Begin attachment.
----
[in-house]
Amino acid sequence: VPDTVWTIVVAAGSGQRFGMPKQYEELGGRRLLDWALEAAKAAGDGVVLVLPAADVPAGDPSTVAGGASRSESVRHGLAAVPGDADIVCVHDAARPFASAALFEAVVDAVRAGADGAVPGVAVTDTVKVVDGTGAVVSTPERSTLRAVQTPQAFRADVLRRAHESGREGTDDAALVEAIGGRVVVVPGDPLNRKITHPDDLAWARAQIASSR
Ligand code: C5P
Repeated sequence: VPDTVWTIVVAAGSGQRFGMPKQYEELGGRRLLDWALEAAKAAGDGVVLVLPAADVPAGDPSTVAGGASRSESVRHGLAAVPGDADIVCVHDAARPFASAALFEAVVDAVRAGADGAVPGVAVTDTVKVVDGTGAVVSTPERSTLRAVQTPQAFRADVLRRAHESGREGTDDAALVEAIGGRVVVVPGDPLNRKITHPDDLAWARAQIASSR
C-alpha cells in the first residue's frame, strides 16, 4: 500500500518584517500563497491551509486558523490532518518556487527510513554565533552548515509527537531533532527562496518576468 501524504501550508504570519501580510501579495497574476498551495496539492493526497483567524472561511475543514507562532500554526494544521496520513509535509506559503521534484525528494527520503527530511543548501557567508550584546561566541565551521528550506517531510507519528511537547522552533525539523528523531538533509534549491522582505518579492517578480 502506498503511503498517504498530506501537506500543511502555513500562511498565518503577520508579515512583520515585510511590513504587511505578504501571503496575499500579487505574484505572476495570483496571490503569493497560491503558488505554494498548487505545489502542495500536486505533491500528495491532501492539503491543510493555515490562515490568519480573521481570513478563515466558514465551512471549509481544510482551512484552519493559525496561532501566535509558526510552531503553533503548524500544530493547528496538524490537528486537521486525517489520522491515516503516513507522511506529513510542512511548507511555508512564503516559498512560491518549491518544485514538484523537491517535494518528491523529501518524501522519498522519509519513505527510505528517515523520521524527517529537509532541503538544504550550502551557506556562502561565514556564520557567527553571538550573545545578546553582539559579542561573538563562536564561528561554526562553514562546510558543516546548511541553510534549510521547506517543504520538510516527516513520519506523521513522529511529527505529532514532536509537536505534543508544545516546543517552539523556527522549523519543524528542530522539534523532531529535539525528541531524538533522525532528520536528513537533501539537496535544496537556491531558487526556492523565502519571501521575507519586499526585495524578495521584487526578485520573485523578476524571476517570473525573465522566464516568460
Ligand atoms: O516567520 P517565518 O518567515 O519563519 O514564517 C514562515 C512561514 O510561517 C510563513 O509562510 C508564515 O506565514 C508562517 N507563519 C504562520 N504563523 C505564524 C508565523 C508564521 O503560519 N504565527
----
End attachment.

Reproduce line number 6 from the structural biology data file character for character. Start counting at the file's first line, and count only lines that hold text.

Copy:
Ligand atoms: O516567520 P517565518 O518567515 O519563519 O514564517 C514562515 C512561514 O510561517 C510563513 O509562510 C508564515 O506565514 C508562517 N507563519 C504562520 N504563523 C505564524 C508565523 C508564521 O503560519 N504565527